I think what is happening when you move the bike over to one side is that your weight is then hanging off one side and the rear tire is pointed a little in the opposite direction that your weight is hanging off of. This is kind of like turning a little to the left to initiate the lean to turn to the right. You'll recognize it when it happens but I'm still a little confused about just how it works.

Also a little bit of speed helps out because it takes less movement to correct for imbalances because you are going faster and the bike rights itself sooner in response to your adjustments. I think the biggest eureka moment will come when you feel yourself correcting for the dreaded tip by moving the bike around under your @ss by pushing the bars to one side or the other. Sorry if this is totally obtuse. Its probably why some people never figure it out. It's hard to describe!

Oh, almost forgot to mention it: try to learn it on a windless day. Wind reeks havoc w/ wheelies. All it take is a tiny gust to send you tipping. Once you figure out the mechanics you can correct for the wind but first things first.

I've graduated to going around corners on the bike path but the best I can do is two mild corners before I start swerving around and scaring everyone on the path. Exercise a very light rear brake when you get too far back to bring the front end forward. This, by the way, is the trick to the coasting wheelie - going down a hill you keep the bike a little tipped too far back and use the brake to keep from going totally onto your back. I haven't learned this one outright yet but I end up doing it some when wheelying downhill.

Good luck. It's really not that mysterious at all once you sense it happening. It also helps to ride w/ your legs a little splayed out to the sides like you are on a horse. This gives you the room to move the bike around under your butt.
 

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I'm gonna nominate pseudo as the wheelie pope

I hope I don't get in trouble from Padre but those seemed like divine words from the almighty god of the wheelie channeled thru Pseudo Intellectual. Words to help us poor masses wheelie better. We stive for the perfect wheelie but deep down we know that we must set the front wheel down sometime, we know that the perfect wheelie is unattainable. Maybe Nat's buddy was the wheelie messiah?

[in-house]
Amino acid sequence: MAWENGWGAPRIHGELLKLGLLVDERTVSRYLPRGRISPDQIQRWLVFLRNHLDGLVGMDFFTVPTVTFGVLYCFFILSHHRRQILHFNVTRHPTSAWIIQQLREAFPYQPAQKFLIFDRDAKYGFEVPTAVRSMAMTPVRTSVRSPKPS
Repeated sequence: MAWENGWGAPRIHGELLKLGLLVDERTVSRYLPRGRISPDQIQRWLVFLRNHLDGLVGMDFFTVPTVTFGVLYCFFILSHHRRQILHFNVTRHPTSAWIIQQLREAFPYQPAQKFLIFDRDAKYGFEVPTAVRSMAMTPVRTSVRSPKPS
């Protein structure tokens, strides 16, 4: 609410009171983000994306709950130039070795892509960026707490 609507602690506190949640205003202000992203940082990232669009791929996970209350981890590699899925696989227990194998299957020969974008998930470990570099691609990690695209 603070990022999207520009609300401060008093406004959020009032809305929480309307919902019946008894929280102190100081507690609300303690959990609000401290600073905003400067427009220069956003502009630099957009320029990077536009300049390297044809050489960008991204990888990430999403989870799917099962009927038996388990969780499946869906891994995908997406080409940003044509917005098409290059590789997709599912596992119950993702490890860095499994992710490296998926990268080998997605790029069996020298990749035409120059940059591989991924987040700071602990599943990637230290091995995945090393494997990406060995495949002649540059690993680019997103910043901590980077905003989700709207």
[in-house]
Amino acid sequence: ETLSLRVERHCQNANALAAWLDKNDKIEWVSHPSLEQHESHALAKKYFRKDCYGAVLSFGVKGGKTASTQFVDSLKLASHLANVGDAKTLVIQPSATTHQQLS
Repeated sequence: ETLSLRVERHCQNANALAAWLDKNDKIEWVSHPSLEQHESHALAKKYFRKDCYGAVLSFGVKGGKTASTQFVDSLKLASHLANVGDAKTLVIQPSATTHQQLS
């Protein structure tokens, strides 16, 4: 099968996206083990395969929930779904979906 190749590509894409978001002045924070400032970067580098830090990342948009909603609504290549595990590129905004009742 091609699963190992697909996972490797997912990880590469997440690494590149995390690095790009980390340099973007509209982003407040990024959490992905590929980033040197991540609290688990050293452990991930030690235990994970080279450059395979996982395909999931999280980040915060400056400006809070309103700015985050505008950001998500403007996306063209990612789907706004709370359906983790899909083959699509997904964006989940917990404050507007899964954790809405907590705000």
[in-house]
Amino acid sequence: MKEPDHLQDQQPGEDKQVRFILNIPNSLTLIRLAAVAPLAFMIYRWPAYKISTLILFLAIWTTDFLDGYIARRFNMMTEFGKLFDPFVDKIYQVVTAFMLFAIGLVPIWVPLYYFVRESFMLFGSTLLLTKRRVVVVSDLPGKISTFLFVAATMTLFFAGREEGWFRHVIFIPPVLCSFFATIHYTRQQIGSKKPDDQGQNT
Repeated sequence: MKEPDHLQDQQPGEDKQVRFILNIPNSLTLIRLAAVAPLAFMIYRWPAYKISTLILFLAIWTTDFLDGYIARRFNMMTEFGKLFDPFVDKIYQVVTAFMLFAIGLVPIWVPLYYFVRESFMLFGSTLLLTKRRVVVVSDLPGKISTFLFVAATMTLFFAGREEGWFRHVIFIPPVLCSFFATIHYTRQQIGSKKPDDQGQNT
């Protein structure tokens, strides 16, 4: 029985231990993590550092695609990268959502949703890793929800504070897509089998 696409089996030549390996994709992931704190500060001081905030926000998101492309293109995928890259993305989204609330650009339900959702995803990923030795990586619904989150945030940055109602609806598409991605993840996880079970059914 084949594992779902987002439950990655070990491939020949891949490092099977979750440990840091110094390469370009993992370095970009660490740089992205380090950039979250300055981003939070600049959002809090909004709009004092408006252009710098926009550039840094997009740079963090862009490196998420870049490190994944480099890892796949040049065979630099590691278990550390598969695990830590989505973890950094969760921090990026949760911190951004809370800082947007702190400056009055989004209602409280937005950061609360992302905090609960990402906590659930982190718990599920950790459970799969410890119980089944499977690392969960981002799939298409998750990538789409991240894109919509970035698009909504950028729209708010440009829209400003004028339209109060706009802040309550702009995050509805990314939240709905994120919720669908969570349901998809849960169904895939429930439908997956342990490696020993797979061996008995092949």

See, this only makes sense if you can't wheelie. Otherwise you are just wondering what I've got in my coffee this morning :)

Thanks for the tips and sorry to hijack your thread Chris

pseudo intellectual said:
Just this year at age 42 I've learned how to wheelie my karate monkey for blocks. The trick as you seem to know is steering the wheelie so you don't fall to one side. That steering thing is strange and I'm not sure I intellectually understand what I'm doing. It has something to do with moving the bike side to side under your butt while seated. So when you feel yourself tipping in one direction you move the bike to the side sort of over to one @ss cheek. Do this with your arms pretty straight. Don't try and steer by turning the wheel. That gets you nowhere unless you have a very heavy gryoscopic wheel.

I think what is happening when you move the bike over to one side is that your weight is then hanging off one side and the rear tire is pointed a little in the opposite direction that your weight is hanging off of. This is kind of like turning a little to the left to initiate the lean to turn to the right. You'll recognize it when it happens but I'm still a little confused about just how it works.

Also a little bit of speed helps out because it takes less movement to correct for imbalances because you are going faster and the bike rights itself sooner in response to your adjustments. I think the biggest eureka moment will come when you feel yourself correcting for the dreaded tip by moving the bike around under your @ss by pushing the bars to one side or the other. Sorry if this is totally obtuse. Its probably why some people never figure it out. It's hard to describe!